Time Stamped
[2:07] What motivated you to start a direct primary care practice in Holton Kansas?

[3:42] Did you have a patient base that followed you did you have to start on your own?

[5:47] Do you practice in an underserved area?

[6:35] Do you do home visits for your direct primary care patients?

[7:37] How have your patients responded to your willingness to do house calls and the relationship it allows?

[9:40] How did you get into being a DPC doctor who delivers babies?

[13:05] How did that work in terms of being on call and your availability for a birth if you were out of town?

[15:55] Would you advise other direct primary care doctors to offer maternity care?

[23:29] Are you still doing maternity care? Why or why not?

Dr Vance Lassey

Guest

Dr. Vance Lassey: Dr. Lassey work with Holton Direct Care in Holton Kansas. He’s a family doctor who founded Holton Direct Care after eight years as a family doctor at a community hospital. Dr. Vance provides a wide spectrum of family care from birth to death.

 

Related Episodes
Episode 21
Episode 22

Episode 22: Pediatric House Call Only DPC–with Dr Kortney West


Quote
“Don’t overthink it too much, just do it [about a pediatrician going solo]. There’s always going to be questions and there’s always going to be ‘what ifs’. And if I had thought about it too much I probably wouldn’t have done it.”
~Dr. Kortney West, A House Call Pediatrician
Resources

Summary
DPC has traditionally grown via family medicine practices, yet as DPC grows, more doctors are finding niches for direct care, such as being house call pediatrician. In Episode 22, Dr Kortney West, a pediatrician out of Baton Rouge, LA, discusses her experience doing exclusively house call pediatrics. In the interview they discuss how housecalls have provided an added level of convenience to her patients, how avoiding the clinic has made the venture more financially feasible and how this has only been possible via a DPC arrangement.

Time Stamped

[2:37] What was your motivation for starting a direct care practice as a house call pediatrician?

[3:20] Why did you get started with house calls?

[4:51] Can you tell us a little bit about your patient population? How old are they? Where do they live? How often do you see them?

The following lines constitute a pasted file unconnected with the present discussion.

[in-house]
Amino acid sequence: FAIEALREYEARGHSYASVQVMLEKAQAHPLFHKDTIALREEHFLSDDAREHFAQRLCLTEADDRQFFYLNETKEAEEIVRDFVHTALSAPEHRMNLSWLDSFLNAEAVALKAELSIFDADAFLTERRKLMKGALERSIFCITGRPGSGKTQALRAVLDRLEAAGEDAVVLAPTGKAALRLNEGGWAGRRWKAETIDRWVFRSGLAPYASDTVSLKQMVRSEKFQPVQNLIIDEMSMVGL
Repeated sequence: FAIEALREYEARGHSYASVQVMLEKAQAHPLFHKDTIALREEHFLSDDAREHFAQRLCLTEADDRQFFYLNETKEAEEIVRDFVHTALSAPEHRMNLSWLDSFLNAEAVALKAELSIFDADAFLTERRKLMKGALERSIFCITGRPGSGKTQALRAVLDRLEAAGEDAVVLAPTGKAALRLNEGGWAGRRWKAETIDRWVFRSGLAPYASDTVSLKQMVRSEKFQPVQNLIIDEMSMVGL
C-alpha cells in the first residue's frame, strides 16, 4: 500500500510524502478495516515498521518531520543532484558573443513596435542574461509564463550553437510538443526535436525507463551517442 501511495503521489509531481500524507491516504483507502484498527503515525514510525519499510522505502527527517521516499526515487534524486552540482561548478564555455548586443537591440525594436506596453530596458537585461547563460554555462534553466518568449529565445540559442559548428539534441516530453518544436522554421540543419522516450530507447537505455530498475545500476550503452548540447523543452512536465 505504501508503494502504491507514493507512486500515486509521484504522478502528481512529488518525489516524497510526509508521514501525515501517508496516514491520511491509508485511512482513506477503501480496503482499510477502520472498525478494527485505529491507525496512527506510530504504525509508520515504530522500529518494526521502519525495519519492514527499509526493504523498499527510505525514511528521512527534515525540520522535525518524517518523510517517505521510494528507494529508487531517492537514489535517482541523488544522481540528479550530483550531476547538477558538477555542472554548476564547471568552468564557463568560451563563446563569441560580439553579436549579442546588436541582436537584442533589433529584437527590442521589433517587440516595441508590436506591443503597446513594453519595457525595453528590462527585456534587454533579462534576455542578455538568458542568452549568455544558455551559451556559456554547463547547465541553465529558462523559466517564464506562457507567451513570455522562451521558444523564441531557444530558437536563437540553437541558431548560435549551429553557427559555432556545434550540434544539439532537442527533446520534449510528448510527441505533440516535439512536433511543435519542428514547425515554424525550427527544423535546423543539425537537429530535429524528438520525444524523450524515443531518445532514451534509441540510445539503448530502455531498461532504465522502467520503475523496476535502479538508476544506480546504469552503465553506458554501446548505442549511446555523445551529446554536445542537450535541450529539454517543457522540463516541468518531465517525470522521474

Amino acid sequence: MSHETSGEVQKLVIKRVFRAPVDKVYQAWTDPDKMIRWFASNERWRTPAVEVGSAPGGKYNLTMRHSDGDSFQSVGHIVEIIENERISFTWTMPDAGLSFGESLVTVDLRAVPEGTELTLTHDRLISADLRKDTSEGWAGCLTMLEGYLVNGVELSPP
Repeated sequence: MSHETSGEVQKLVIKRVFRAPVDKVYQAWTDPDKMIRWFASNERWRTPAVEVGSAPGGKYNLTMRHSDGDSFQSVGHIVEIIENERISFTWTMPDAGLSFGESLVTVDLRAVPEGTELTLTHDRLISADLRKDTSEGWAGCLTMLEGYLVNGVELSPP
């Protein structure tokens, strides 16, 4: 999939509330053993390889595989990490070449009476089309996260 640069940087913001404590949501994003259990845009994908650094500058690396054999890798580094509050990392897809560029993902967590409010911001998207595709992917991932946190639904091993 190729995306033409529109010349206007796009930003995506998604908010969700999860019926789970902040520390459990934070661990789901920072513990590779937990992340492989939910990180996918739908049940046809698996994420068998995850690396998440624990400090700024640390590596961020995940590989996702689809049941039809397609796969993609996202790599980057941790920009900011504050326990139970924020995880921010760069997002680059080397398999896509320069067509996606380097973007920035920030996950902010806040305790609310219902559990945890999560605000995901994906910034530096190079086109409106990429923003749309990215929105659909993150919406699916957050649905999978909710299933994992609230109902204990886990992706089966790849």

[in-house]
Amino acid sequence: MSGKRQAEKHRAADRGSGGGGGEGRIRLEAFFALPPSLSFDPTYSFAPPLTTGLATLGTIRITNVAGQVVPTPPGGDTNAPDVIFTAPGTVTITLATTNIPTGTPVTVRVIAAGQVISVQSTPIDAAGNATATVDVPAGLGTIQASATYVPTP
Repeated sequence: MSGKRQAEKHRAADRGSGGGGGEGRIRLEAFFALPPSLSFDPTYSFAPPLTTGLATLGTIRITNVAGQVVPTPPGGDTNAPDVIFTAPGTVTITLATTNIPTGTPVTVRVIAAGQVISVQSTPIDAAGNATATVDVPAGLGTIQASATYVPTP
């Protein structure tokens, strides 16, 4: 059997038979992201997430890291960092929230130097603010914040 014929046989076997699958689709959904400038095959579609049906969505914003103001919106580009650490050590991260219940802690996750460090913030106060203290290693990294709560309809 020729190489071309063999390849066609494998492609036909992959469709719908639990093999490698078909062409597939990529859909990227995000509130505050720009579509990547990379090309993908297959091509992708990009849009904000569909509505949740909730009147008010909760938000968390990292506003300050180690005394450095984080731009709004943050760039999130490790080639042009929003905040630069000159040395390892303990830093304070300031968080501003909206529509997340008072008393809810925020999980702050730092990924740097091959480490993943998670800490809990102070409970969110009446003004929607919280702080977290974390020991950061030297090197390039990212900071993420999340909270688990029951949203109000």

[6:04] Do your patients find it more convenient for you to come to them?

[7:45] How does the decision to not take a fee for service or join an insurance network play into being able to spend more time with patients?

[8:57] When you left the big hospital system and went on your own but had joined an insurance network, would you have been able to provide the convenience of house calls for your patience?

[9:41] Since you’re not in an insurance network how do you handle providing vaccines which most insurance companies will reimburse?

[10:11] For parents who want to pay cash what have been some of the prices for vaccines?

[10:52] How has the house call model been able to help you keep your overhead costs low in fulfilling your own personal goals?

[11:46] What questions would you advise a pediatrician who’s thinking about going solo consider?

Dr Kortney West

Guest

Dr. West is a native of Lafayette LA and moved to Baton Rouge after her residency. She founded West Pediatrics after working at a major hospital system as a employed pediatrician for two years and now provides pediatric care exclusively via house calls.

Episode 21: House Call Only DPC—with Dr Marguerite Duane and Dr Matthew Haden


Quote
“I don’t feel so limited by the confines of an office or a health care system that limits me to ten or fifteen minutes to take care of these [difficult] patients with very complex health care needs.”
~Dr. Marguerite Duane
Resources
Modern Mobile Medicine
Hint thread on ‘DPC Without an Actual Office’
Facts About Fertility
Dr. Matthew Hayden’s Profile
Dr. Marguerite Duane’s Profile
Summary
Parents with children, elderly homebound, and mobility impaired individuals are a few of the many patients who struggle to get to the doctor’s office without considerable difficulty. Yet with the recent surge in home visits, seeing the doctor becomes feasible and for many, enjoyable.  In Episode 21, Dr Roussel interviews with house call doctors Dr Marguerite Duane and Dr Matthew Haden about their experience doing house calls for patients in the Washington DC area. In the interview they discuss how being house call doctors has added convenience to their patients, how its helped them avoid much of the overhead associated with running a clinic and how this arrangement has been possible only via DPC.

Time Stamped
[2:45] When did Modern Mobile Medicine start and what were the circumstances around its genesis?